In addition to gorilla trekking, you can also go on a golden monkey trek from Kwitonda Lodge, as well as visit the Akarabo Nursery where the lodge is undertaking a reforestation project in partnership with local people to contribute to the long-term sustainability of the mountain gorilla habitats.
You can go gorilla trekking year round, but the very best time to see them is from December through to February and from May through to October.
If you choose the month carefully, you can also reduce the arduousness of the trekking! Going in the green season of April, May or June is always fantastic and the trekking tends to be less demanding. This is simply because, during this rainy period, the fruits tend to be available at lower elevations and the gorillas come down to eat them. They also tend to descend from the higher canopies during the rainy season.
In addition to the ongoing National Park conservation and anti-poaching work, the Gorilla Doctors have added invaluable and desperately-needed veterinary assistance to help the gorilla population. This incredible NGO works tirelessly to keep the population healthy and treat illnesses and injuries.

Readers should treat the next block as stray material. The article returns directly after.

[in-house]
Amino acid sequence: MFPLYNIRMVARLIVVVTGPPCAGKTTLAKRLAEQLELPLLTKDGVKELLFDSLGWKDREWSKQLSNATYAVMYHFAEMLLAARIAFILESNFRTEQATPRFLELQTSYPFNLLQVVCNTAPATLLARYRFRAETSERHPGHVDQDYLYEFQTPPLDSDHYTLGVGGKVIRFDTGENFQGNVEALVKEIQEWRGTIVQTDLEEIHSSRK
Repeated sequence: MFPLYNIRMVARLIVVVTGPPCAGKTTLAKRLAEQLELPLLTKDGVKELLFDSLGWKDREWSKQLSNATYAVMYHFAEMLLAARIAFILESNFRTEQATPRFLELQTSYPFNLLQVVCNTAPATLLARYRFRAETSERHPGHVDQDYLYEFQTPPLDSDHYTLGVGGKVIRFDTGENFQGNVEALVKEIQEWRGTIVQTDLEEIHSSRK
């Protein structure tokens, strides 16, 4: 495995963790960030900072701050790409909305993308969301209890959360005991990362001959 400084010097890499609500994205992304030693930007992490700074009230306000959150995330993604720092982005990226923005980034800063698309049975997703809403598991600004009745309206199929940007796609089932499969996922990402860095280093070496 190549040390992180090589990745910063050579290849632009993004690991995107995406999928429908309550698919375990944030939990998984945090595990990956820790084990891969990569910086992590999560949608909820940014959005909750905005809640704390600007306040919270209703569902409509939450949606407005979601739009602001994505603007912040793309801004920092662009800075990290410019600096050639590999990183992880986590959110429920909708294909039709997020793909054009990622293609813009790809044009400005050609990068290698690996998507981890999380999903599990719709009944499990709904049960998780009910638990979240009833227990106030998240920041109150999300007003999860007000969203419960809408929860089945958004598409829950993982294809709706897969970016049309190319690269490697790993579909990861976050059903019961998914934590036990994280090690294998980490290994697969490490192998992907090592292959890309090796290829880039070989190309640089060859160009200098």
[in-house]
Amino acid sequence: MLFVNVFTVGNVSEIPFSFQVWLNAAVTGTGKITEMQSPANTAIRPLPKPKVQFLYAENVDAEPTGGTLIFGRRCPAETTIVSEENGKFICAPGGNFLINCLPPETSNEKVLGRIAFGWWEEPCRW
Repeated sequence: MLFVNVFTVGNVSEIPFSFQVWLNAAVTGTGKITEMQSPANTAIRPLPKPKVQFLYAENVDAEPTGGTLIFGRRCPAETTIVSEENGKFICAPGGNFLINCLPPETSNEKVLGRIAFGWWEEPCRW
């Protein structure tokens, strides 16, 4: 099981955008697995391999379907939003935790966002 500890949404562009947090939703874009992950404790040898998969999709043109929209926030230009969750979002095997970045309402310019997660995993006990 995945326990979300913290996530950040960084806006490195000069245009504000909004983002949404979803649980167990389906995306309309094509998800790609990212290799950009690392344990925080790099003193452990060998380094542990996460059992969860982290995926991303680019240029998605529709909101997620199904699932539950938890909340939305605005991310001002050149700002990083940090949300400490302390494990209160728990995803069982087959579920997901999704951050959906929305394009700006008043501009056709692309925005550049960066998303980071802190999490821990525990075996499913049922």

They remove snares from the gorillas, medicating them where possible. Gorillas are also susceptible to human viruses such as the flu, being so closely related to us. Sadly, whereas humans can be inoculated against this, gorillas cannot. However the Gorilla Doctors do administer veterinary drugs to treat gorillas, should they become very unwell, in an effort to save them.
You can, for a donation, visit their headquarters or talk to the vets and doctors and hear more about their crucial, lifesaving work. You can also hear more about the dynamics of the various family groups and gain a better and deeper knowledge and understanding of our fellow primates.
Gorilla trekking is an essential component of a holiday to Rwanda, but it is by no means all that Rwanda has to offer! After your gorilla tracking experience in Volcanoes National Park, you could then add on several other fabulous places and experiences.
One on the top of my list is chimpanzee trekking in Nyungwe Forest. This is the perfect complement to seeing the mountain gorillas. Chimpanzees are omnivores and most definitely have a more aggressive personality, but are highly intelligent.
The best place to stay near Nyungwe Forest is the fabulous One and Only Nyungwe House, situated in a beautiful tea plantation. From here, it is about an hour to reach the group of habituated chimpanzees - the best experience I have ever had amongst wild chimpanzees.